Chapter Seven: Teachers, Students, and Teaching
Students and teachers tend to experience school life quite differently. While teachers are trying to work out what to do next, students may be trying to figure out what the teacher wants, or simply trying to make the time pass. While teachers are excited about the subject matter, students are worrying about getting marks and knowing the right answers. Most significantly, students usually have little or no say about the nature of their schooling. It is often something that is done to them, rather than something they do. While teachers value highly their ability to make choices about how to structure their teaching, students rarely have such choices about how to structure their learning.
Although the experiences of students can vary considerably depending on their teacher and their school, a consistent body of research shows that student learning is improved when students are highly engaged in their own education (Young et al., 2019). In fact, many schools across Canada now implement the OurSCHOOL survey created by The Learning Bar that can be completed by students, parents, and teachers. The survey is designed to gauge school climate factors that impact student achievement, engagement, health and well-being, and attainment (https://thelearningbar.com/ourschool-survey/). It provides a forum for students to anonymously express their opinions about their school experiences that then allow teachers, principals, and system leaders to respond to student well-being and learning needs.
As noted earlier, the school curriculum comes divided into courses and units that are administered to students by teachers. The assumption is that students learn slowly, hierarchically, and one thing at a time. From students’ point of view, these packages may have not the slightest connection to their experiences or with their way of seeing the world. Nor does the school delivery model correspond to current thinking about how learning occurs.
Despite many years of effort to move toward so-called higher-level skills, the research suggests that classrooms are still heavily concentrated on getting students to produce the right answers rather than to think about important questions. Indeed, so pervasive is the emphasis on learning content that students come to expect it, and may be quite resistant to a teacher who tries to create open-ended debate without specifying correct answers.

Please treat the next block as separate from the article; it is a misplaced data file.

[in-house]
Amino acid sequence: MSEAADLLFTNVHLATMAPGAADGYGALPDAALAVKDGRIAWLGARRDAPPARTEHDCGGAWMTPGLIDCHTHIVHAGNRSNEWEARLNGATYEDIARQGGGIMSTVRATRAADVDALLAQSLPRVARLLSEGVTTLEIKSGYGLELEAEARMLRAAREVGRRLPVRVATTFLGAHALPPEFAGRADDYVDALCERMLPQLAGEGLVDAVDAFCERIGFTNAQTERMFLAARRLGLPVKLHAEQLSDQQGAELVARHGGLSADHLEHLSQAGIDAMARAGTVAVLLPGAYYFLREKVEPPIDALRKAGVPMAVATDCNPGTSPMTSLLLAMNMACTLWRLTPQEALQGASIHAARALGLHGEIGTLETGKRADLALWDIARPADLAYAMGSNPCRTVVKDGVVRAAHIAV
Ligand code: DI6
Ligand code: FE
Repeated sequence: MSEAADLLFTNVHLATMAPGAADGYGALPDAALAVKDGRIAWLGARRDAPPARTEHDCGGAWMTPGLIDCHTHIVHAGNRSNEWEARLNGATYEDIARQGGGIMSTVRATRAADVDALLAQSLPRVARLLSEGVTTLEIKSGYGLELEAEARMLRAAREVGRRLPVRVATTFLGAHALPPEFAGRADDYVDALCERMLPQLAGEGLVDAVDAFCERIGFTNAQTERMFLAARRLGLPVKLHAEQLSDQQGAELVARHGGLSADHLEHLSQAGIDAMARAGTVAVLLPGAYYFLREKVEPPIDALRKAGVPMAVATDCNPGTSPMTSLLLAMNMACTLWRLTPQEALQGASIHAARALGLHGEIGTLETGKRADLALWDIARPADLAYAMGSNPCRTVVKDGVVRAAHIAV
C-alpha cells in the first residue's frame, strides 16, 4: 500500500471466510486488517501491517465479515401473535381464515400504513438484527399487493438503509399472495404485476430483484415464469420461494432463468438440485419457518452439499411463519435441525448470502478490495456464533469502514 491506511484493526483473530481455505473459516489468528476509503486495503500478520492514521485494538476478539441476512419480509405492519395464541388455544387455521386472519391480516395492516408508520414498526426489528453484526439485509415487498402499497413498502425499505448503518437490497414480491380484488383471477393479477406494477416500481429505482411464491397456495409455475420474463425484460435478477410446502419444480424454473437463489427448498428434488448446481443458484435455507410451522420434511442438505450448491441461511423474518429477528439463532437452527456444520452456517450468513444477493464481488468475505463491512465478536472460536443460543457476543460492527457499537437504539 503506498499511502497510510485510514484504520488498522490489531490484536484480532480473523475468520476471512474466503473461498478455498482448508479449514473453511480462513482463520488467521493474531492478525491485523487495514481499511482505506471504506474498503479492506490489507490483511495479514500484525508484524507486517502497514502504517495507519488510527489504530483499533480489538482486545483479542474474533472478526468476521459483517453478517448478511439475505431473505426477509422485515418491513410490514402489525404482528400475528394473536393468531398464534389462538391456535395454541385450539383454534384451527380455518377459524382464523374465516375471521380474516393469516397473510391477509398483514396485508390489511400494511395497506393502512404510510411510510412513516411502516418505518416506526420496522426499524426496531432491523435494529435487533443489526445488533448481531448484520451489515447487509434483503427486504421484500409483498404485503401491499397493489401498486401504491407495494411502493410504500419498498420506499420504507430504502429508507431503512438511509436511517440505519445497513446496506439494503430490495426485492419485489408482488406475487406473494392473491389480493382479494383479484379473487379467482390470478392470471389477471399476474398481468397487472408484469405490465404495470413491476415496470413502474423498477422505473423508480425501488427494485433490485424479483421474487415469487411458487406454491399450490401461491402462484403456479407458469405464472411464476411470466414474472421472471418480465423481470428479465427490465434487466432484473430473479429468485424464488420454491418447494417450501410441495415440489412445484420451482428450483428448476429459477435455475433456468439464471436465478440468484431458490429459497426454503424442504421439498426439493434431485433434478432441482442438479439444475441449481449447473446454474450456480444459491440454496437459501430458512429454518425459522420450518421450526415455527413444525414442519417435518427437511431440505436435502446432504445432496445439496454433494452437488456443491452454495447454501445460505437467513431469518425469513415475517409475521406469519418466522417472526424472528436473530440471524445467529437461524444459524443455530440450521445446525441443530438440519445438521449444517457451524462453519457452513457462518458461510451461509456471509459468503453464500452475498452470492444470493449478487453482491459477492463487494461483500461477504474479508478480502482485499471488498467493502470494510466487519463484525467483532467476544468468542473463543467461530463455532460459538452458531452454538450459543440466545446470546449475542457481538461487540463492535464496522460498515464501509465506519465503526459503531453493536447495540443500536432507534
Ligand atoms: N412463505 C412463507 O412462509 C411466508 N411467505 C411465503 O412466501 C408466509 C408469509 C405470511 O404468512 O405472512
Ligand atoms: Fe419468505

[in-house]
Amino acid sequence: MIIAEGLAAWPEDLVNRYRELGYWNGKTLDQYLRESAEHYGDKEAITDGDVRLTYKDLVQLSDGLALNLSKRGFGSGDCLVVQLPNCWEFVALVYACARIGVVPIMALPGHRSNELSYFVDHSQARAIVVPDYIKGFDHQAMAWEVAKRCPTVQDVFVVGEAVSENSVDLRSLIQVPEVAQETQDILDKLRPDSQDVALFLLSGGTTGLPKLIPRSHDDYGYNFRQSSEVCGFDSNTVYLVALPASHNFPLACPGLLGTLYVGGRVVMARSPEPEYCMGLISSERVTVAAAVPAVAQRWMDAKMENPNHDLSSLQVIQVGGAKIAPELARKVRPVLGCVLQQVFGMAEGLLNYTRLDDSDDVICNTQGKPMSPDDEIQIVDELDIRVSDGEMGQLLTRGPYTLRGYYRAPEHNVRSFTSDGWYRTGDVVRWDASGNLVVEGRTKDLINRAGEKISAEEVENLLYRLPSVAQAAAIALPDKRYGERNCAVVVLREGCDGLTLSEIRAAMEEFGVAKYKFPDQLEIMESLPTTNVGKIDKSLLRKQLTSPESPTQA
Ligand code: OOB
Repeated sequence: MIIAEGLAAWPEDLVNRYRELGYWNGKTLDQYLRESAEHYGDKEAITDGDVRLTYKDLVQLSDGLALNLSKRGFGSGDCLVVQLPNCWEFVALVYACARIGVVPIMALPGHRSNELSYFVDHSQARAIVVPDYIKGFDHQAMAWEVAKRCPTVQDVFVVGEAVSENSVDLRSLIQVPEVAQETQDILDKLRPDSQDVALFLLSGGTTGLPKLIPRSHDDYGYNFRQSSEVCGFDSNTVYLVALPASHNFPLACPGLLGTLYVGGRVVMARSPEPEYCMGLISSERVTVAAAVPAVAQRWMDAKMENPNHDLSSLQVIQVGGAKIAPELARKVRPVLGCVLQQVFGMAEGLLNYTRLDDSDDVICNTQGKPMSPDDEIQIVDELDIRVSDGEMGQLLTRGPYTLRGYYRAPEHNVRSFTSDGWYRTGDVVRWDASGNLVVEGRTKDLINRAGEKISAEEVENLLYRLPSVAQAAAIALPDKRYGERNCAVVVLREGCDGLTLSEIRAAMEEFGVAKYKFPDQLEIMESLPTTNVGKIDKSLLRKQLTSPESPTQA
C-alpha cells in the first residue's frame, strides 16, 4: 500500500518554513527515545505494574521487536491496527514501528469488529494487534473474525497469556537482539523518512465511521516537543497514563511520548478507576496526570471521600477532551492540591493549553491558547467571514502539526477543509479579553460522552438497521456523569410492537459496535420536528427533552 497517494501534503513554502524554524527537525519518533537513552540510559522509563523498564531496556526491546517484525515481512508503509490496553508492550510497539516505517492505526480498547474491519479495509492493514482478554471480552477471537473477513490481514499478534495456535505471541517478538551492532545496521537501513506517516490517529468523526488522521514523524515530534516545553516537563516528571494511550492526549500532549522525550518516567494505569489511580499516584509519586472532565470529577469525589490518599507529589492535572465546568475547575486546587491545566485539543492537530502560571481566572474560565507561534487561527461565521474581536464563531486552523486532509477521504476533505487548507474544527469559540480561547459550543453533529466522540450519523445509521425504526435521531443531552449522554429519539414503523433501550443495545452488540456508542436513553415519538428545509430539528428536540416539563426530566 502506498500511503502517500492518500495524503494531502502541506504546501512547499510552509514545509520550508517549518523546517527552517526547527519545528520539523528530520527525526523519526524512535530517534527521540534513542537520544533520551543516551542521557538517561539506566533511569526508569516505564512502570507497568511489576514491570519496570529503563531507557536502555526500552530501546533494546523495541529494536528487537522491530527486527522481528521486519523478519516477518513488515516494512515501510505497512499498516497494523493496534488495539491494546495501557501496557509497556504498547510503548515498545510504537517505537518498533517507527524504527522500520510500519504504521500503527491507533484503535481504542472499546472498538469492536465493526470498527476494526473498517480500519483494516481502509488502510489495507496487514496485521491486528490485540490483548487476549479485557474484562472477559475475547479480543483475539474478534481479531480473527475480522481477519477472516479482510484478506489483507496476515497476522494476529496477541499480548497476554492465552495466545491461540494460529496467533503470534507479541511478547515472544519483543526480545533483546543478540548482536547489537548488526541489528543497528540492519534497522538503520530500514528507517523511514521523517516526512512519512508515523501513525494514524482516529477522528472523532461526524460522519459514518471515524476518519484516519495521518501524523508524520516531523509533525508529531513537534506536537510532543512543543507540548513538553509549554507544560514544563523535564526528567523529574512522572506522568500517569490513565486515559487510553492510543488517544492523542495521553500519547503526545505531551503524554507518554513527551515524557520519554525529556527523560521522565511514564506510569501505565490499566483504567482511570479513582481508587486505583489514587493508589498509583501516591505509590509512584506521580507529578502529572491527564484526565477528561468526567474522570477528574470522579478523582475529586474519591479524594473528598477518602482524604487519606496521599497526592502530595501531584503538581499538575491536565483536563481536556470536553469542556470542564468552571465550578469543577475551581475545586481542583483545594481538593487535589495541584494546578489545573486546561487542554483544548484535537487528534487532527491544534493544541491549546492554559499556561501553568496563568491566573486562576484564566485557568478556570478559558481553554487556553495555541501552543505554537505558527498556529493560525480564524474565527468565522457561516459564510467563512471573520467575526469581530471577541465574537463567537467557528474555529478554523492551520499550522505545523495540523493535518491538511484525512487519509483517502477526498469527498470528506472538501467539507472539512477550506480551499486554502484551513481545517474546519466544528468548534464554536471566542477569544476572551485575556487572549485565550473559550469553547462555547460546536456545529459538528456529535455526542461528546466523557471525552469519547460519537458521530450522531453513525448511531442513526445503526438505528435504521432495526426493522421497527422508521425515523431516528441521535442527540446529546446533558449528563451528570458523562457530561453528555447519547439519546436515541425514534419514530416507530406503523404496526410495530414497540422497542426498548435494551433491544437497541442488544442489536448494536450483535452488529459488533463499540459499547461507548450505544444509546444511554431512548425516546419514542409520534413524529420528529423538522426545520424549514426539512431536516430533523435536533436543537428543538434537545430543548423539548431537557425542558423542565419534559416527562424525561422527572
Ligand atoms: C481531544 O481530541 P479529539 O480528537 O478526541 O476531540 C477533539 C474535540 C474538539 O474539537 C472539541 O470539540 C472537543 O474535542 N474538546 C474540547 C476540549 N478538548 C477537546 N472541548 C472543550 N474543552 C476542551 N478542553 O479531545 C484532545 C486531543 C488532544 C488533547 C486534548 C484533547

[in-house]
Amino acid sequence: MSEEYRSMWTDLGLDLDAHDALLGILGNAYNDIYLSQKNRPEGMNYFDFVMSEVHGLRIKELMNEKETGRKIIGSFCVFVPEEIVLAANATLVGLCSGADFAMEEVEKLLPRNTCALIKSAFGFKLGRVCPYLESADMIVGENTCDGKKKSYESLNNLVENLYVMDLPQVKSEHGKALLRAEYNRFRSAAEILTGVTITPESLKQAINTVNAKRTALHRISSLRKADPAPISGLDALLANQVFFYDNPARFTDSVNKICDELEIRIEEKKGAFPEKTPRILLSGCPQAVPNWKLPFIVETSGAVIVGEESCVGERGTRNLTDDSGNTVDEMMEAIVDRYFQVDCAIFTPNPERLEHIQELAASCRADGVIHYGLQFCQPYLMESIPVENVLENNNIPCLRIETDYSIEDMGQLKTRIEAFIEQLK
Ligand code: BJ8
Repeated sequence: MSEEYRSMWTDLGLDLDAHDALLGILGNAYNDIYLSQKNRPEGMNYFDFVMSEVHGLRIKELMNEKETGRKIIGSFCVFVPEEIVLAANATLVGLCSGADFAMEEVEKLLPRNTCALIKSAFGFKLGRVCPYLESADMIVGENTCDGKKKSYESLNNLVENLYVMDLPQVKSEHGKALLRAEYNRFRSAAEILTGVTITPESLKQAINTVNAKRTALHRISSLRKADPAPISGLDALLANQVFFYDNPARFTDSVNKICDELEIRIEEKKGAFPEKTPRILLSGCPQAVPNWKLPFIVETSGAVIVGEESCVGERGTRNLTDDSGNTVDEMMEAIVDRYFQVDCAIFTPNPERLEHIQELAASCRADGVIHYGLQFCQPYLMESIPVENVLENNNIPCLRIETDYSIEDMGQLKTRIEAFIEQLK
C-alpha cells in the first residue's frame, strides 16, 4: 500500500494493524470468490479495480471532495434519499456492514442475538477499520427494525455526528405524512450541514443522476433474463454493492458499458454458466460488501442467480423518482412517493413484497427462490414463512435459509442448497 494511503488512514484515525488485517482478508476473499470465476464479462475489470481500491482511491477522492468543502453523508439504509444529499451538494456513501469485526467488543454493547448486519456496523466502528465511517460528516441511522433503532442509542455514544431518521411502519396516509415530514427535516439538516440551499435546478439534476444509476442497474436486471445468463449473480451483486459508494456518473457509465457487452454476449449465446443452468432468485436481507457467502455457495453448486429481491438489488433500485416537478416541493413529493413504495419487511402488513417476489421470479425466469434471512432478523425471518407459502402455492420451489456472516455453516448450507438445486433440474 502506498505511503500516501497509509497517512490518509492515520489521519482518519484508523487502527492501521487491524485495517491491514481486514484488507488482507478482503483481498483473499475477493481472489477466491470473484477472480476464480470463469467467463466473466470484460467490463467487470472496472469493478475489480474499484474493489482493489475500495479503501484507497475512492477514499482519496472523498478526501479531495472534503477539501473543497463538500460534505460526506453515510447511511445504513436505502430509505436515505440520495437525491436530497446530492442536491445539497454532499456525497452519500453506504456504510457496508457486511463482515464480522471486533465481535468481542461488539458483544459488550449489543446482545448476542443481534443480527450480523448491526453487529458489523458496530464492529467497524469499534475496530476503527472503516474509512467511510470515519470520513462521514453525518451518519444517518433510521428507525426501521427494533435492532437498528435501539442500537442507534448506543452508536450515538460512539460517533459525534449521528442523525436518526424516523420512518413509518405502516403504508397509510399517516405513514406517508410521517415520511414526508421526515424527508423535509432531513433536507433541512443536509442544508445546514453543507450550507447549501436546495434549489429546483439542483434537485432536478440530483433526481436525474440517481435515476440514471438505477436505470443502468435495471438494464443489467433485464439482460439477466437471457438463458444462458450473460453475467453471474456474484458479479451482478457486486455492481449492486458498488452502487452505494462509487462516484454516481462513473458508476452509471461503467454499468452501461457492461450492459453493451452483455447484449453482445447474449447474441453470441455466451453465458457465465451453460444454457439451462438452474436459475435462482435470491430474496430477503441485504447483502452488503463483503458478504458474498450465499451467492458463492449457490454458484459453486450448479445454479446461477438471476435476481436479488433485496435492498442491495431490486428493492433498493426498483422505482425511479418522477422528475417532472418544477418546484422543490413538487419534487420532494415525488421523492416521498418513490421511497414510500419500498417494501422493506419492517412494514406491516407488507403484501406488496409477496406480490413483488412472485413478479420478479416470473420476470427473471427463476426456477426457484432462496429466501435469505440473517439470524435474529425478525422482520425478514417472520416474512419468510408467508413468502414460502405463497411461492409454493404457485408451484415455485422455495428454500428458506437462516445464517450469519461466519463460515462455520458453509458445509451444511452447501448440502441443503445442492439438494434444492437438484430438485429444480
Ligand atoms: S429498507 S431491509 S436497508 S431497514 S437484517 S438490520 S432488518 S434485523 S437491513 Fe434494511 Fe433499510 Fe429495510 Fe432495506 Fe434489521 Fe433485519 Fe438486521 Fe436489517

Students’ experience of schooling also depends on their backgrounds and on how the school has categorized them. Students in tracks regarded as lower ability may find that less is expected of them, that more attention is given to their behaviour than to their learning, and that their efforts to improve themselves are actively resisted. Students whose language and culture are not that of the majority may also find that they are marginalized within the schools.
Gender plays a particularly important role in shaping school experience. In most classrooms, boys speak more, are asked more questions, receive more attention from teachers, interrupt girls, and generally dominate classroom discourse (Patall et al., 2018; Richardson, 2015). Boys may be encouraged to experiment with ideas and behaviour, while girls are dissuaded (albeit subtly) from doing so. And there is still a general perception that girls academically outperform boys in the majority of subjects. However, one must guard against applying these general differences to all girls and all boys, and recognize that gender and sex are fluid characteristics. Gender intersects with a number of variables, such as race, sexual identity, and disability, to shape the educational experience of students quite differently, depending on context. It is therefore necessary that educators pay attention to the different ways gender shapes learning, but also to be wary of essentializing the educational experience for students.
Over the past few years, the high-school completion rates and university entrance rates of girls has increased considerably. However, on a more global level, more girls than boys still do not have access to education. As well, although increasing, women’s earnings and their participation rates in non-traditional employment still lag behind that of men (Statistics Canada, 2018).